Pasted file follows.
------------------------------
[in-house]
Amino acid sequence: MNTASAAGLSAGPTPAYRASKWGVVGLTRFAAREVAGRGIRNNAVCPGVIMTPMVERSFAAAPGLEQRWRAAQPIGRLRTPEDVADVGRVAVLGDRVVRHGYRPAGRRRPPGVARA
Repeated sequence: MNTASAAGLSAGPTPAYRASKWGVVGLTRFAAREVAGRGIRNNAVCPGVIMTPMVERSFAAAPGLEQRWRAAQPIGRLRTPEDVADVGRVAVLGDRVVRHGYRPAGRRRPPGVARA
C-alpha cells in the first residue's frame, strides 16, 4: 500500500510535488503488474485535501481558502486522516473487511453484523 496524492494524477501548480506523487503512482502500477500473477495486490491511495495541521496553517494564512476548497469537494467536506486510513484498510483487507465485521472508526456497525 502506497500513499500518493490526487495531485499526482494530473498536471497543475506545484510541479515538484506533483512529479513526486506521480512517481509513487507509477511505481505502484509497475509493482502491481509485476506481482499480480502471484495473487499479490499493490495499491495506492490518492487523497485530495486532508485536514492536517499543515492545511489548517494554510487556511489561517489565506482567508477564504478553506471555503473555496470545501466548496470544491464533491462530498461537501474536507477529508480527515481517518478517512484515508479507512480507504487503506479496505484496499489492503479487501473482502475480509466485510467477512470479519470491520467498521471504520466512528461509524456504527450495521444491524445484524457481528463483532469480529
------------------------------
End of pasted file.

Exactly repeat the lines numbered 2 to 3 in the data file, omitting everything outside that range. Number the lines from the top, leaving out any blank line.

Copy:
Amino acid sequence: MNTASAAGLSAGPTPAYRASKWGVVGLTRFAAREVAGRGIRNNAVCPGVIMTPMVERSFAAAPGLEQRWRAAQPIGRLRTPEDVADVGRVAVLGDRVVRHGYRPAGRRRPPGVARA
Repeated sequence: MNTASAAGLSAGPTPAYRASKWGVVGLTRFAAREVAGRGIRNNAVCPGVIMTPMVERSFAAAPGLEQRWRAAQPIGRLRTPEDVADVGRVAVLGDRVVRHGYRPAGRRRPPGVARA